Pontevedra · Combarro · Soutomaior · La Toja · Cambados DESTINATION: Between Vigo and Pontevedra, is the Soutomaior Castle, of medieval origin, which was the scene of the Irmandiños wars and houses beautiful gardens that are part of the Camellia route, a magical itinerary of tourist attraction that runs through old palaces, castles and mansions throughout the entire province. Pontevedra, an ancient city and medieval port, stands out for its pedestrian nature and its historic center, in which buildings such as the Basilica of Santa María with its plateresque façade, the baroque church of La Peregrina located next to Plaza Ferrería and the ruins of Santo Domingo. The Pontevedra museum presents a permanent collection made up of archaeological remains found in the province of Pontevedra and an artistic collection that goes from the Romanesque to the 20th century. Very close to the city is Combarro, a beautiful fishing village that stands the test of time, with its traditional hórreos (raised granaries) and cruceiros (calvaries). Continuing along the coast you can also visit Sanxenxo, where A Lanzada beach stands out, with its Romanesque chapel; and O Grove, with the well known La Toja Island with its spas, golf course, casino and the church of San Caralampio, a 12th century chapel, completely covered in shells; or Cambados, nerve center of wine tourism, with an old town listed as an Asset of Cultural Interest and beautiful natural landscapes.


To the south of Vigo, 30 kilometers away, the last stretch of the Río Miño extends, marking the border with Portugal. Throughout its course, the town of Tui stands out, with its medieval historic center, the second in importance and one of the best preserved in Galicia, and its Romanesque fortress Cathedral, Santa María de Tui, Asset of Cultural Interest. From the Monte Aloia Natural Park you can see impressive views of the city, and of Valença de Minho, on the Portuguese border. At the mouth of the river is the traditional fishing village of A Guarda, at the foot of Mount Santa Tecla, 341 meters high, from where you can admire the spectacular views of the river opening to the Atlantic Ocean and visit the Celtic archaeological remains of the most important fortified town in Galicia, inhabited before the Roman conquest (1st BC-1st AD).

Wineries · Gastronomy “Rías Baixas” is the name of the Protected Designation of Origin that includes the five wine subzones that surround Vigo. With world-renowned white wines based on Albariño grapes and native varieties, local wineries are a destination not to be missed by those interested in mixing culture, history and gastronomy. Wine tourism also allows everyone to enjoy a privileged natural environment with a very rich heritage, with characteristic buildings of traditional Galician architecture, such as manor housesandstatelyhomes,andspectacular vineyard landscapes, extending on the slopes of hills and facing the sea. A visit to one of the many wineries in “Rías Baixas” will provide tourists with not only anapproach to thewine-making process, but also the best opportunity to taste in situ the characteristic aroma and flavor of Albariño; an excellent option to pair with local fish and seafood, both essential elements of the delicious and healthy Atlantic Diet. DESTINATION:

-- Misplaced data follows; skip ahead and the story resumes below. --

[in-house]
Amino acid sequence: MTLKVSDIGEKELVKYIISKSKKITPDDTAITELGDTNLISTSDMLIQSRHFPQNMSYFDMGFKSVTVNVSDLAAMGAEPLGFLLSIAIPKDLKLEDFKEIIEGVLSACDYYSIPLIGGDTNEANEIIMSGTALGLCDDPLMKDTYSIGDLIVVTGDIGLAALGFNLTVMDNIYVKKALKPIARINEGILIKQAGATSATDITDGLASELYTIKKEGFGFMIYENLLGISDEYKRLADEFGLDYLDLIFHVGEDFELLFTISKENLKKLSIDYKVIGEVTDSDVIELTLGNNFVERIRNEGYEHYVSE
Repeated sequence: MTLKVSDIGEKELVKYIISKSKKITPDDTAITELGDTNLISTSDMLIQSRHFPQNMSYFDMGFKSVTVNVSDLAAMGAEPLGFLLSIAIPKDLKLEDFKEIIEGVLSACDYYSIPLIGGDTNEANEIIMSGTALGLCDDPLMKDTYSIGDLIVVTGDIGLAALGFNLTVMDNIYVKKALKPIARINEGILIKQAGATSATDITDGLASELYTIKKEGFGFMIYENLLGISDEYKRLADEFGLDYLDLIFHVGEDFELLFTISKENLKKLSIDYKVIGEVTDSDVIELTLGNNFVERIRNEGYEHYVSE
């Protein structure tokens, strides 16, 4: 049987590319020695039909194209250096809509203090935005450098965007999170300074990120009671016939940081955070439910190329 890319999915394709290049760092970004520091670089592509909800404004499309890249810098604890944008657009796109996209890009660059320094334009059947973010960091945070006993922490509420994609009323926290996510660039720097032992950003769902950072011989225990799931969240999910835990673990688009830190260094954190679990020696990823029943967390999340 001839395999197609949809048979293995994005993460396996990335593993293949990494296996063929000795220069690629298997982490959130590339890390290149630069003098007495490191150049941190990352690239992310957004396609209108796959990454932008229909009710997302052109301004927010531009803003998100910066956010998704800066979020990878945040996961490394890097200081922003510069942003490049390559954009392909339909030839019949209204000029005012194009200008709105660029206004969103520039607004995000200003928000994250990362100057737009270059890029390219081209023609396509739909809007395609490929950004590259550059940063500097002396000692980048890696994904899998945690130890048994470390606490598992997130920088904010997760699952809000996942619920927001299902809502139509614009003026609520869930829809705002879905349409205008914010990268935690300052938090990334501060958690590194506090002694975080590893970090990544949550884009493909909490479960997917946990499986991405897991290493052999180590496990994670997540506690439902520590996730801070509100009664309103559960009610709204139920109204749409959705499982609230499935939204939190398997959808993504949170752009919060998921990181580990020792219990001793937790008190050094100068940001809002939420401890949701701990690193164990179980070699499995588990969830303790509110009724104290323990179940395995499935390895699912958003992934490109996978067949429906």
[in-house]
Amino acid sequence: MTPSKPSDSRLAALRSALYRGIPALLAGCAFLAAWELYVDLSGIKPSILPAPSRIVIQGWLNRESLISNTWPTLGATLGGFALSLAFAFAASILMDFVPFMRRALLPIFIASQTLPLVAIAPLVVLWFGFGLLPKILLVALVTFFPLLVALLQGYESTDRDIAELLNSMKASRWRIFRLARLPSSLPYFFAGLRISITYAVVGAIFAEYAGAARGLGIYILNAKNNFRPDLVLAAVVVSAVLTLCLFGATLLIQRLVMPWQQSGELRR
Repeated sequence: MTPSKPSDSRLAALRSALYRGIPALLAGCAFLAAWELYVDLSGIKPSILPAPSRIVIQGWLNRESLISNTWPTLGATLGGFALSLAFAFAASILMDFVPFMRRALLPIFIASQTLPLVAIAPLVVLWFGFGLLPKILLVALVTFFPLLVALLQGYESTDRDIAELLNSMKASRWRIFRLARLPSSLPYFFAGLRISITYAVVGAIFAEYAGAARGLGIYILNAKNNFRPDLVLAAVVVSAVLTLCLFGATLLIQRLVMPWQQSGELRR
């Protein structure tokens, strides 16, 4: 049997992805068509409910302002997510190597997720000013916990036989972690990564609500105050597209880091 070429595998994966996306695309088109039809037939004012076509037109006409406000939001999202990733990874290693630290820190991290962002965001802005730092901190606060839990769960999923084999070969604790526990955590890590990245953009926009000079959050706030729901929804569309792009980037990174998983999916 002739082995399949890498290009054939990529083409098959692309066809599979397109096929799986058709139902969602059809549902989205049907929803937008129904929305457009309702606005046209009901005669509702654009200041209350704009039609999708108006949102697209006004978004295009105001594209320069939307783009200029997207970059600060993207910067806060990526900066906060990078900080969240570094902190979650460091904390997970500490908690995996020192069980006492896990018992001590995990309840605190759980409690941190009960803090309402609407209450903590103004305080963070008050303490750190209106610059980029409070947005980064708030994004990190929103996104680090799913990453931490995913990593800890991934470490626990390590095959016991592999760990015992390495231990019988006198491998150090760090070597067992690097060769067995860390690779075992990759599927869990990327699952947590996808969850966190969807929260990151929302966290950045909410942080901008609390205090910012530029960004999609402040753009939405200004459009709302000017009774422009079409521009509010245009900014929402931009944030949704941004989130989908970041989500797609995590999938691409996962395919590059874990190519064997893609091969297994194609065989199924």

The gastronomic culture of Vigo immerses you in a sea of unique flavors. Its cuisine is a great opportunity to taste the seafood and fish that offer both the Atlantic Ocean and the Vigo Estuary, which, due to its richness of plankton, the currents and marine temperature, as well as its peculiar seabed, have excellent quality, placing them as a global reference.

The Ría de Vigo is a destination in itself, full of secrets that can be discovered by sailing its waters. A beautiful and surprising natural refuge in which naval battles and legends of sunken galleons loadedwith gold intermingle with the richness of its waters, fishing tradition and the cultivation of mussels and oysters. And like a pearl in an oyster, San Simón Island emerges within; once a refuge for pirates, a lazaret, a monastery and even a prison, and still today hiding Captain Nemo and his men, who can be spotted when the tide goes out carrying the gold under the sea. Dare to penetrate its mysteries, discover its depths, learn its stories, learn how its waters are cultivated, or put on your boots and become one of its shellfish collectors... THE RÍA DE VIGO: Jules Verne · Marine and Experiential Tourism “Well, M. Aronnax”, replied Captain Nemo, “we are in that Vigo Bay; and it rests with yourself whether you will penetrate its mysteries” Jules Verne, 20,000 Leagues Under the Sea